Wednesday, March 7, 2012
AD LO YADA YADA YADA
The Book of Esther, this evening’s Required Reading. [Click to embiggen.]
Sundown this evening marks the arrival of the Jewish holiday of Purim, on which we Red Sea Pedestrians celebrate our deliverance from a Persian plot to exterminate us. (Sounds kinda familiar, don’t it?)
The old joke about Jewish holidays is that they all have a common theme: “They tried to kill us off. They failed. Let’s eat.”
Purim is a little different. This time, it’s “They tried to kill us off. They failed. Let’s drink.”
Yeah, getting hammered (or at least mildly tipsy) on Purim is a venerable tradition going back to the days of the Talmud. Tractate Megillot states that one should revel on Purim “ad lo yada” - until one no longer knows (ad de-lo yada) the difference between “Blessed be Mordechai” and “Cursed be Haman.” And if that’s not a good rule of thumb, what is?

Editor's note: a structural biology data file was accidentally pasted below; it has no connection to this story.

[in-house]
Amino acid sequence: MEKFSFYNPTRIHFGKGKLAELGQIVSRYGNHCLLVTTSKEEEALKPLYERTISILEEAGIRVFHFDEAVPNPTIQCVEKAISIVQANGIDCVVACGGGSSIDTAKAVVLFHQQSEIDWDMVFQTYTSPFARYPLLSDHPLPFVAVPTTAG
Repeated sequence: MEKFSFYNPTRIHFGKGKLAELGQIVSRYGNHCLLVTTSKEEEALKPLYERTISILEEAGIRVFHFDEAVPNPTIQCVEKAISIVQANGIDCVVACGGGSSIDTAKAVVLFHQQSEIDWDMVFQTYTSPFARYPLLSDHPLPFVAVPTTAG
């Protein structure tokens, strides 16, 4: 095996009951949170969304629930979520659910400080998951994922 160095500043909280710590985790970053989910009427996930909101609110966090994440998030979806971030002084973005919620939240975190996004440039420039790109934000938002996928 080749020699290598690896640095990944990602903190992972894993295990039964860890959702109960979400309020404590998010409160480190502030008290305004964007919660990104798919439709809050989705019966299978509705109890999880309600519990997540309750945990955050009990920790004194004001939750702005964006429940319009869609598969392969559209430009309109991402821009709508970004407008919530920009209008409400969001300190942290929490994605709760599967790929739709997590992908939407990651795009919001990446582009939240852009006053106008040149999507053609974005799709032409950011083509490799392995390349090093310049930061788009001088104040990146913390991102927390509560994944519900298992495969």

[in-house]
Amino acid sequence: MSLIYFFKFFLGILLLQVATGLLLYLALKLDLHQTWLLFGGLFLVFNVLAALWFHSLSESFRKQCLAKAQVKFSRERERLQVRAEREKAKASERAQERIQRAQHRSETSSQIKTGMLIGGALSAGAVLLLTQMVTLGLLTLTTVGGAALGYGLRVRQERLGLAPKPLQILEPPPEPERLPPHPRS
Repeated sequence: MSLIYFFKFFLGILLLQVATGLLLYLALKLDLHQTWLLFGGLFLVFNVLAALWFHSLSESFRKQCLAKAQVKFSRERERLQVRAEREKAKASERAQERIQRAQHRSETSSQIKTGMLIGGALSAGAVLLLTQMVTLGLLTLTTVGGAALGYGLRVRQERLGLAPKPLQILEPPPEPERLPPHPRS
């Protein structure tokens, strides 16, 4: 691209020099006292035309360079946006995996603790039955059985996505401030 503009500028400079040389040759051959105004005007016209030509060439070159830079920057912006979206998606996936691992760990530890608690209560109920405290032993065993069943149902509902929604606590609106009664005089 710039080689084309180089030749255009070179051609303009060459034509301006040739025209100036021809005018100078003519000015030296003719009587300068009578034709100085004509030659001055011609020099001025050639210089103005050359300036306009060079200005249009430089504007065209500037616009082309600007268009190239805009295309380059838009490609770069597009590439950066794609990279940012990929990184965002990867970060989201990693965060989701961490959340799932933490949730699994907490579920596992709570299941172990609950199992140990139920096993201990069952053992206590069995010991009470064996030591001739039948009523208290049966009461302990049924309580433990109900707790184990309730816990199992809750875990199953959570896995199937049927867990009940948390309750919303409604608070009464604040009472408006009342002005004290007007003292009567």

The other tradition - nay, a requirement - is that one listen to the recounting of the Purim story. To that end, Megillat Esther (the Book of Esther) is chanted in services this evening and tomorrow morning. It’s actually a pretty entertaining tale for something biblical, given that it actually has a narrative complete with good guys, bad guys, suspense, mortal peril, and a happy ending. (Happy, that is, except for Haman.) But unless you understand the Hebrew, it can be a rather tough slog... yada, yada, yada. Yet another reason for having a schnapps or two.
Update: A different take on Purim-Drinkage here.
Posted by Elisson at 12:16 PM
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...one should revel on Purim “ad lo yada” - until one no longer knows (ad de-lo yada) the difference between “Blessed be Mordechai” and “Cursed be Haman.”
It would never have occurred to me to look to the Book of Esther for an example of nondualistic thinking, and yet there it is.
Lifting my glass (just once!) with you, on Purim Day.
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